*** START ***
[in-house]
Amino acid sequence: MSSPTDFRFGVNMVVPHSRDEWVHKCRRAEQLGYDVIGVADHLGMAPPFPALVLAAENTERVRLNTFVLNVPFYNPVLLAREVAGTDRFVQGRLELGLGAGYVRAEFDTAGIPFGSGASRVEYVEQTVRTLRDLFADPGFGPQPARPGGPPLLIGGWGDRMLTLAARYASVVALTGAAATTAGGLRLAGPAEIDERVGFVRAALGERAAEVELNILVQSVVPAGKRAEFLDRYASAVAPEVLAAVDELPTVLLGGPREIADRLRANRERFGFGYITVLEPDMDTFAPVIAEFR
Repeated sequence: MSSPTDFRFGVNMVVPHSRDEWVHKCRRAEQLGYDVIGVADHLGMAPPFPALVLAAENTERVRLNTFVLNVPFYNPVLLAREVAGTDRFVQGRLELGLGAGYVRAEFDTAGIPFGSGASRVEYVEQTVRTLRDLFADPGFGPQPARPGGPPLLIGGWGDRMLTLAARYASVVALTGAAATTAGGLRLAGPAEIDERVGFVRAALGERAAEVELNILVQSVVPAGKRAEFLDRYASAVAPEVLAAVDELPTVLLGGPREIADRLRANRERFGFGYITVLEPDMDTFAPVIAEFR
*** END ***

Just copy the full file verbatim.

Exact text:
[in-house]
Amino acid sequence: MSSPTDFRFGVNMVVPHSRDEWVHKCRRAEQLGYDVIGVADHLGMAPPFPALVLAAENTERVRLNTFVLNVPFYNPVLLAREVAGTDRFVQGRLELGLGAGYVRAEFDTAGIPFGSGASRVEYVEQTVRTLRDLFADPGFGPQPARPGGPPLLIGGWGDRMLTLAARYASVVALTGAAATTAGGLRLAGPAEIDERVGFVRAALGERAAEVELNILVQSVVPAGKRAEFLDRYASAVAPEVLAAVDELPTVLLGGPREIADRLRANRERFGFGYITVLEPDMDTFAPVIAEFR
Repeated sequence: MSSPTDFRFGVNMVVPHSRDEWVHKCRRAEQLGYDVIGVADHLGMAPPFPALVLAAENTERVRLNTFVLNVPFYNPVLLAREVAGTDRFVQGRLELGLGAGYVRAEFDTAGIPFGSGASRVEYVEQTVRTLRDLFADPGFGPQPARPGGPPLLIGGWGDRMLTLAARYASVVALTGAAATTAGGLRLAGPAEIDERVGFVRAALGERAAEVELNILVQSVVPAGKRAEFLDRYASAVAPEVLAAVDELPTVLLGGPREIADRLRANRERFGFGYITVLEPDMDTFAPVIAEFR